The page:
Where do you even start? Hundreds of thousands of lives lost. National wounds re-opened (not that they ever truly closed). The constant stream of anxiety-inducing news stories. Financial ruin for millions. Plans dashed for everyone. For the rest of our lives, we are going to look back on 2020 as a lost year. And in many ways, it was.
But that’s not to say this year was without meaning or instruction. If there was one silver lining to this 365-day trainwreck of a year, 2020 helped clarify what is truly important. It gave us time to reflect, to take stock of our lives, and see if where we are, both on a personal and societal level, is congruent with where we want to be. Reflection is not a bad thing, even if the truths surfaced are painful.
What We Value Most
For me, 2020 helped clarify not just what I valued, but why. I came into 2020 knowing what I valued – my family, friends, faith, health. And I still do value those things. But I didn’t realize just how important they are to me. They say that you don’t realize what you are made of until you encounter adversity. Well, you also don’t realize what you value until adversity threatens its existence. You don’t realize what is important to you until you face the prospect of losing it all at a moment’s notice. Until you face the prospect of profound loss, you don’t realize just how fragile everything is that you hold dear.
2020 saw one health crisis after another for my family. Given the progression of my disease, I am currently living with my parents. Four times I have watched one of them rushed to the emergency room – my father back in February, and my mother in September, November and December. On December 1st, my mother was wheeled out of our house and taken to the hospital in an ambulance, and given the severity of what had happened and how much pain she was in, I was confronted with the fact that I might never see her again.
None of these crises were COVID-related, but we had to deal with that too, on top of everything else. That night, on December 1st, when my mom was rushed to the hospital, they gave her a COVID test, and she tested positive. She had been hospitalized two weeks prior, and was exposed there (my dad and I hadn’t gone anywhere in the previous two weeks). Despite the best precautions, the virus always seems to find a way.
Thankfully, my mom had mild symptoms, and they were able to address it at the hospital, while treating her for her other health issue. A week later, my dad tested positive and dealth with moderate GI issues, and also lost his sense of smell. Somehow, I tested negative twice, even though I was in close contact with him constantly. But it was a nervewracking time nonetheless, especially as we waited for the results.
At the same time (because not enough was going on!), my cousin and her partner got it (he was in the hospital for five days), my aunt and uncle in Massachusetts got it (my aunt was briefly hospitalized), and several others I knew either had it or were exposed to someone who did. None of these groups of people interacted with one another, so the transmissions all happened independently.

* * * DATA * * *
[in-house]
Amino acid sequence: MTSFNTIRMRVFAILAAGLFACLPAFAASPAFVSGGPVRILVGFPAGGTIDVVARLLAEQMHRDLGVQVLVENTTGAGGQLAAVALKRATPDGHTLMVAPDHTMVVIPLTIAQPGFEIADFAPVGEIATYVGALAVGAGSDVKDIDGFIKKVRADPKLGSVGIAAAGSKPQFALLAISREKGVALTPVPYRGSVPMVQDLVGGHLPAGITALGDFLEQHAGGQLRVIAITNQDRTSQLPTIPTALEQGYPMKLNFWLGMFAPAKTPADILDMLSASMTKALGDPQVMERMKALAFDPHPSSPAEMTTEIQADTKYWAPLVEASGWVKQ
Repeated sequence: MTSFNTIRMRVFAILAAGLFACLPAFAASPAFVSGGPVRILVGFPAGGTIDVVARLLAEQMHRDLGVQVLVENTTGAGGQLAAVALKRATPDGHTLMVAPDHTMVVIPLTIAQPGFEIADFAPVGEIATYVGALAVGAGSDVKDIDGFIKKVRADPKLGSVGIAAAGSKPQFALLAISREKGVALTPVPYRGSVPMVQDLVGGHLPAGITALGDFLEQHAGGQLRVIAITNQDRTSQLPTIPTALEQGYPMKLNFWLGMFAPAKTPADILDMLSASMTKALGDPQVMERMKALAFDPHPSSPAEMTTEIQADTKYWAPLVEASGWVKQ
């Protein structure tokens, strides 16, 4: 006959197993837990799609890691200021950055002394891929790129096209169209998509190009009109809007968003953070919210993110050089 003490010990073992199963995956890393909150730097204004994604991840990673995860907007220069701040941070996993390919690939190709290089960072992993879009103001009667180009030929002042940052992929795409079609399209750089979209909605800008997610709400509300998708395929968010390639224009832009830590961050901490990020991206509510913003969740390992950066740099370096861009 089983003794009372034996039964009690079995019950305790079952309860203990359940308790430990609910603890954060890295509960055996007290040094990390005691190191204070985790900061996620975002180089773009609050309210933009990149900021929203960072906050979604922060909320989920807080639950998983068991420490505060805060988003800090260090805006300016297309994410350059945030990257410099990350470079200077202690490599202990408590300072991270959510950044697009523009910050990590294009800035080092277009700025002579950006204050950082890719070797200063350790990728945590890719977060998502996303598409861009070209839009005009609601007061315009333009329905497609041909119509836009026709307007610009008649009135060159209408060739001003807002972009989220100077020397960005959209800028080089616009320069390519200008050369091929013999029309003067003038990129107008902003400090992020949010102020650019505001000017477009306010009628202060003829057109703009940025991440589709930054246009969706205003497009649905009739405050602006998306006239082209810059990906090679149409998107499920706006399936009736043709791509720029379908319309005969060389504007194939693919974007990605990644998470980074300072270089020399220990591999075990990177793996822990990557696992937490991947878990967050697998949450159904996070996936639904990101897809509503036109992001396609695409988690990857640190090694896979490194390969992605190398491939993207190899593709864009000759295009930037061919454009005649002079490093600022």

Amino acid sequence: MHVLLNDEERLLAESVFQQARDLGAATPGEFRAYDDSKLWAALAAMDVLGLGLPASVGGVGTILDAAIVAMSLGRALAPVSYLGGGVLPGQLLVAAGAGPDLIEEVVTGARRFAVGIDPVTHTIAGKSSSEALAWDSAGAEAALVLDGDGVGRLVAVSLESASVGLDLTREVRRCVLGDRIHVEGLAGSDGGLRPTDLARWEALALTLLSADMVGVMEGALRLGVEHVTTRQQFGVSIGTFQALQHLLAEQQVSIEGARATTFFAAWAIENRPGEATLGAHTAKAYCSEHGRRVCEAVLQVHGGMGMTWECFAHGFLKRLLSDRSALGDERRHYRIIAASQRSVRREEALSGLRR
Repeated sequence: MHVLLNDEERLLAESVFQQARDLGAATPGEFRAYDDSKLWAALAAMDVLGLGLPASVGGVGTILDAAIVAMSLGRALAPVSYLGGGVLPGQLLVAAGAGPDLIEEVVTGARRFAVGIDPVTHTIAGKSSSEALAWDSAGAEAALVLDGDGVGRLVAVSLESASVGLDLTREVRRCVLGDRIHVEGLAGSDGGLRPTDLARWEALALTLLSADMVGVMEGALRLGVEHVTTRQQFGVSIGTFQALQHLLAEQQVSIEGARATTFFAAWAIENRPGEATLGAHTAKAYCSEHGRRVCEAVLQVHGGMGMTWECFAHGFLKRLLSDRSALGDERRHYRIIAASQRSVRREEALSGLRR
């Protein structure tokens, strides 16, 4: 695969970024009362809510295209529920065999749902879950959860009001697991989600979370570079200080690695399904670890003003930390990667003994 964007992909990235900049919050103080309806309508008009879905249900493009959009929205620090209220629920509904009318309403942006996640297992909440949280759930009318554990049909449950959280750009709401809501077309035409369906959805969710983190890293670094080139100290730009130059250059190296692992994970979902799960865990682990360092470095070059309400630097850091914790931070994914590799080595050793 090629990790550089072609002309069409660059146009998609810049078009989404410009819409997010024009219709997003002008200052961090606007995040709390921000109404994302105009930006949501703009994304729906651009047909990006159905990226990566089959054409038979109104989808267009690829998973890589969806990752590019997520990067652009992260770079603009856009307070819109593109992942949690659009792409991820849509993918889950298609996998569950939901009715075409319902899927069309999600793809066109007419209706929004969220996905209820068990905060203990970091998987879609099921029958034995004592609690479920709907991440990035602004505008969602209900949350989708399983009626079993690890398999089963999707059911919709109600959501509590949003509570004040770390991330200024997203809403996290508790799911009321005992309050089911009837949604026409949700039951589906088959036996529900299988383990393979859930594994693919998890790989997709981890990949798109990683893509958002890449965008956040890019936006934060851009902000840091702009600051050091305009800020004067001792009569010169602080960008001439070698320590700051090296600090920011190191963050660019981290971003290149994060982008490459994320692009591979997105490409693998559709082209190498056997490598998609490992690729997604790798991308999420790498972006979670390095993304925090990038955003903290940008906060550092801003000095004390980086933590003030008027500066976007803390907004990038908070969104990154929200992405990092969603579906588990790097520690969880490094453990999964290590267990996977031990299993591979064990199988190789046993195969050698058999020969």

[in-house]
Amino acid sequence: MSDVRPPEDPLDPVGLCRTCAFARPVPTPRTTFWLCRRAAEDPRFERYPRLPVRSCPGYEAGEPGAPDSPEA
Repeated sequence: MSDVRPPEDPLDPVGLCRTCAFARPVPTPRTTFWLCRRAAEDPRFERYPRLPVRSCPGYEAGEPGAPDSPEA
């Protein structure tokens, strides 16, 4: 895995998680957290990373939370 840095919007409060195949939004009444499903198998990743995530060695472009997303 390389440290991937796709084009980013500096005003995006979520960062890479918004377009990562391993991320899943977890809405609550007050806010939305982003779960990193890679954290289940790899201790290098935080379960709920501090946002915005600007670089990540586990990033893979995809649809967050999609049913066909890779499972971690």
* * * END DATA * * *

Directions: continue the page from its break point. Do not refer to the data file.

During this time, I barely slept. I barely ate. I couldn’t focus, and had to take time off from work. It was the most stressful two weeks of my life.
(By the way, a quick thank you to all my friends and colleagues who reached out during this time. Your support meant the world to us. We read each and every one of your messages.)
When a loved one is in the hospital for any reason, especially for a serious health issue, what matters most in life comes to the forefront. I realized just how much my parents meant to me, and that, at the end of the day, you could have all the money in the world, or perfect mobility, or achieve fame and success, but if the ones you love aren’t around to share your life with, nothing else matters.
I am thankful to say, that after two weeks in the hospital, mom came home on December 14th. The staff at Yale-New Haven Hospital were amazing and treated her, and us, with utmost respect and professionalism, even under such stressful circumstances.
As I write this, my parents are both home (and currently disagreeing over what to have for dinner, which means they are almost back to 100%). My aunt and uncle, although still battling the virus are feeling a little bit better, and my cousin and her partner are both feeling better and back to work.
Despite those stressful two weeks, I feel like the luckiest person in the world. Trust me when I say that I don’t take any of this for granted anymore. I know that the circumstances could have turned out differently. Hundreds of thousands of families have lost loved ones to this virus, and are still in mourning. My heart goes out to all of them. Many times during my parents’ hospitalizations, my mind wandered to the worst-case scenario many, many times, despite my best efforts to shut those thoughts out of my head.
So, yeah. 2020 has been a rough one. But it has shown me, and I’m sure you as well, what makes life worth living, even in the midst of great hardship.
Turning the Page
It will be weird, and also a little liberating, to talk about 2020 in the past tense. The psychological boost of turning the page is a welcome relief, even if the adversity remains. And remian it will.
If you find that the first few days of 2021 don’t feel any better than 2020, don’t lose hope. When suffering has been this pervasive, for this long, it will be hard to feel a renewed sense of optimism from something as simple as a calendar change. But that doesn’t mean 2021 won’t be better.